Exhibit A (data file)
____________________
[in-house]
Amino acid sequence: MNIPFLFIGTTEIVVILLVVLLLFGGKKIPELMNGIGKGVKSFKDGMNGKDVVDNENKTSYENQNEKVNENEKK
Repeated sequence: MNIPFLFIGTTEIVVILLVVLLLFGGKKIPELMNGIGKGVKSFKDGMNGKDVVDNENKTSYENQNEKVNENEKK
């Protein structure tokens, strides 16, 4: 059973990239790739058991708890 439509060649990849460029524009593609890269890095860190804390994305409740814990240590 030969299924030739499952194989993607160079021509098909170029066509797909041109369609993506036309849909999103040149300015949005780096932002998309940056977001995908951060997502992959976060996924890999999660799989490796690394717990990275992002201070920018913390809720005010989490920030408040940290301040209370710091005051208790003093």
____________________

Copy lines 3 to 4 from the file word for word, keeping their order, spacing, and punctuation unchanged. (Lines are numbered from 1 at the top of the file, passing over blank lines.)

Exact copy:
Repeated sequence: MNIPFLFIGTTEIVVILLVVLLLFGGKKIPELMNGIGKGVKSFKDGMNGKDVVDNENKTSYENQNEKVNENEKK
């Protein structure tokens, strides 16, 4: 059973990239790739058991708890 439509060649990849460029524009593609890269890095860190804390994305409740814990240590 030969299924030739499952194989993607160079021509098909170029066509797909041109369609993506036309849909999103040149300015949005780096932002998309940056977001995908951060997502992959976060996924890999999660799989490796690394717990990275992002201070920018913390809720005010989490920030408040940290301040209370710091005051208790003093």